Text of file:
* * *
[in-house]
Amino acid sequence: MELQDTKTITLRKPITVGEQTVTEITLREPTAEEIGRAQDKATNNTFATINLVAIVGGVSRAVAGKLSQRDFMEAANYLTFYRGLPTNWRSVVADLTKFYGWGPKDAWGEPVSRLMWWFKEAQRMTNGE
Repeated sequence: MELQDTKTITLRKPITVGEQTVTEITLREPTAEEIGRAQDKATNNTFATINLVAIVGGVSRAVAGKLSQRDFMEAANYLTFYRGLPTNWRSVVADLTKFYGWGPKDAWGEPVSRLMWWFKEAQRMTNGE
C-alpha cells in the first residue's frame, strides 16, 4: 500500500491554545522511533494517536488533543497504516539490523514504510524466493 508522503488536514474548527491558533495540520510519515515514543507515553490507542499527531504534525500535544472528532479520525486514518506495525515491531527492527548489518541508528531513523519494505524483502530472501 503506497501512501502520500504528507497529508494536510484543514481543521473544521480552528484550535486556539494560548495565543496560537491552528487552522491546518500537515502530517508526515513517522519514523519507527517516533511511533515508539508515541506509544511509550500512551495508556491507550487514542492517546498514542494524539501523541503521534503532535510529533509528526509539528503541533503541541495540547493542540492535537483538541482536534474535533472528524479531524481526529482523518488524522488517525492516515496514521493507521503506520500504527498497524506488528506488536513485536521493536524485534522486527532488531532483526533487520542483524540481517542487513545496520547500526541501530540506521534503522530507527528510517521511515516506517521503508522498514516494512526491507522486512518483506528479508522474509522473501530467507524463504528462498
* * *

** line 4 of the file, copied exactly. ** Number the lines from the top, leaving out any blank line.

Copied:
C-alpha cells in the first residue's frame, strides 16, 4: 500500500491554545522511533494517536488533543497504516539490523514504510524466493 508522503488536514474548527491558533495540520510519515515514543507515553490507542499527531504534525500535544472528532479520525486514518506495525515491531527492527548489518541508528531513523519494505524483502530472501 503506497501512501502520500504528507497529508494536510484543514481543521473544521480552528484550535486556539494560548495565543496560537491552528487552522491546518500537515502530517508526515513517522519514523519507527517516533511511533515508539508515541506509544511509550500512551495508556491507550487514542492517546498514542494524539501523541503521534503532535510529533509528526509539528503541533503541541495540547493542540492535537483538541482536534474535533472528524479531524481526529482523518488524522488517525492516515496514521493507521503506520500504527498497524506488528506488536513485536521493536524485534522486527532488531532483526533487520542483524540481517542487513545496520547500526541501530540506521534503522530507527528510517521511515516506517521503508522498514516494512526491507522486512518483506528479508522474509522473501530467507524463504528462498